I needed to get it and I got it. Most often than not, “you become what you talk about”. After it was done, I said to myself, (almost like a whisper) “I got what I want”. Now, let’s have a quick review of the top 6 luxury brand shows of Paris Fashion Week Fall 2019 inspired by vogue international with the author as NICOLE PHELPS.
Chanel – Tribute to the Late Karl Lagerfeld: There was an icicle-like tinkling on the soundtrack. Models assembled, one by one, on the snow-covered steps of a faux alpine hostelry, the Chanel Gardenia. It was hard, the suppressed anticipation of what was going to happen next. What is the correct form for honoring someone at a fashion show, someone who was always so fixed on waving away vulgar sentimentality, and who always had something hilariously skewering to say about the posthumous hagiographies of anyone he cared to mention?
Karl Lagerfeld was the least sentimental of people. He loved his job and always regarded it as the task of continually living in the present. He reveled in letting it be known he had a “contract for life” with Chanel, which he enjoyed to the maximum moment.
Louis Vuitton – Nicholas Ghesquière: There’s been a lot of talk about bourgeois dress codes—we’ll soon be inundated with camel and culottes. But this was a different view of Paris, backward-looking, in some ways, to the 1980s, yes, but with less prescriptive results.
Louis Vuitton clients with a sartorial streak might fancy the tomboyish tailoring. Craftier types will appreciate the quilted floral-print jacket and oversize vest, almost country-ish in their attitude, which qualified as the most surprising elements of the show.
For the women who go to Louis Vuitton for its savoir faire with leather, it will be the Damier check pencil skirts. Eclecticism was the collection’s virtue—and its audacity. Sitting at a café in the Fourth Arrondissement, or anywhere, you’re going to watch these clothes walk by, not stare into your smartphone.
Alexander McQueen – Sarah Burton: To research this collection, Burton took her team to northern cities outside of Manchester, to Macclesfield, where she was raised, and nearby towns where mills still produce the textiles used for men’s suits in the United Kingdom and abroad. For the show, the audience sat on bolts of fabric from these mills, the very made-in-England wools used in the collection (both for the samples and, ultimately, the production.
Burton wanted to showcase the products, tradition, and culture of the England in which she was raised: the woolens, the local festival traditions (in which there are rose queens), the history of suffrage and its white-clad campaigners, the Brontës (regional heroines), and the codes of punk and new wave, which are ingrained in Burton even if she is too young to have seen Joy Division before it all went tragic.
There is a silver dress in the collection that appears to be made of elongated metal paillettes, but the show notes reveal it was made from a loom’s heddles cut into sequins and studded with bugle beads. The noise the dress makes as one walks is meant to mimic the sound of a shop floor. And there is a coat of Prince of Wales check in which the skirt is covered in a swirly, ruffled embroidery made from the scraps of selvage edges left on the cutting room floor.
This coat is one of the chicest nods to upcycling in any collection, and perhaps the only instance of upcycling from a major house this season. It is both elegant and relevant. And this is perhaps the real triumph of Burton’s collection.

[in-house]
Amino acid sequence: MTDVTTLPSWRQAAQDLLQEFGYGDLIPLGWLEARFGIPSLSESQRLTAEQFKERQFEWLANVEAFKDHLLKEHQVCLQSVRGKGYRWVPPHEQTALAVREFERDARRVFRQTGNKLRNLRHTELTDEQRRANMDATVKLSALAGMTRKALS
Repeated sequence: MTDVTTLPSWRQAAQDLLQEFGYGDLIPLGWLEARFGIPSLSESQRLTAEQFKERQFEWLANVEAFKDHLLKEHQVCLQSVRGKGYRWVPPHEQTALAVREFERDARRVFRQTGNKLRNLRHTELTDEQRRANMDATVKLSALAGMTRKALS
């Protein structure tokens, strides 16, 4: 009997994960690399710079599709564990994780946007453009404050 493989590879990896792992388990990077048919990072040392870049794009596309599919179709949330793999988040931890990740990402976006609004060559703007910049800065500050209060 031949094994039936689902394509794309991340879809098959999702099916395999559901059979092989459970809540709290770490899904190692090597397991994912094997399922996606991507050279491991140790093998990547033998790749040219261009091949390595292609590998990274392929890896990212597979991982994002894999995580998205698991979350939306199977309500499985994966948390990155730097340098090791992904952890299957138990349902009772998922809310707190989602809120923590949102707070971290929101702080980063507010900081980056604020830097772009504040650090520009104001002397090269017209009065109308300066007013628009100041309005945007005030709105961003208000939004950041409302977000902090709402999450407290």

Balenciaga – Demna Gvasalia: Here are one or two things that stood out: his retooling of Cristóbal Balenciaga monastic silhouettes as “incognito” high collars and hoods that obscured the wearer’s face from side view—an extreme, intellectually witty extension of Gvasalia’s reputation as a maker of hoodies.
The erasure of trainers, dad-like or otherwise, in favor of square-toed black leather shoes and new high boots for men. The young men carrying fistfuls of B-branded shopping bags. “It’s real,” said Gvasalia. “When I’m on the streets of Paris, that’s what I see.”
Yves St Laurent – Anthony Vaccarello: The designer’s other subjects this season were Yves St Laurent’s Opium moment and the haute couture “Scandal” collection of Spring 1971.
The former produced all manner of lavishly worked beaded evening jackets, worn with micro-shorts, Swiss-dot stockings, and knee boots for a modern vibe. The latter was Vaccarello’s Pop reinterpretation of Saint Laurent’s own revisionist take on World War II–era clothing, which was critically panned at the time but went on to become influential in the street.
This section of the show was harder to see, with the models walking behind a wall of glass, in black light, with a Yayoi Kusama Infinity Room mirror situation behind them. Vaccarello has made a signature of these “second acts,” but this collection hardly needed one. He had most of us at that coat inspired by Betty Catroux.
Celine – Hedi Slimane: There have been all sorts of jokes about “old Celine” since Hedi Slimane took over. But in his third showing for the house, this—and everything that followed—was his turning of the tables.
This was old,old Celine—exactly the kind of politely classy merchandise originally sold under the label before LVMH acquired it, long before even Phoebe Philo’s predecessor, Michael Kors, was drafted to make runway shows out of it.
In our time of so much fashion, this was Slimane’s moment to iterate, and reiterate, his version of French fashion from a time of nonfashion—a niche of Parisian upper- and middle-class style that he must have understood from being a boy growing up in France.
In a way it was exactly what Slimane has always done—taking the subject of a seam of preexisting street style and drilling into it for all it’s worth.”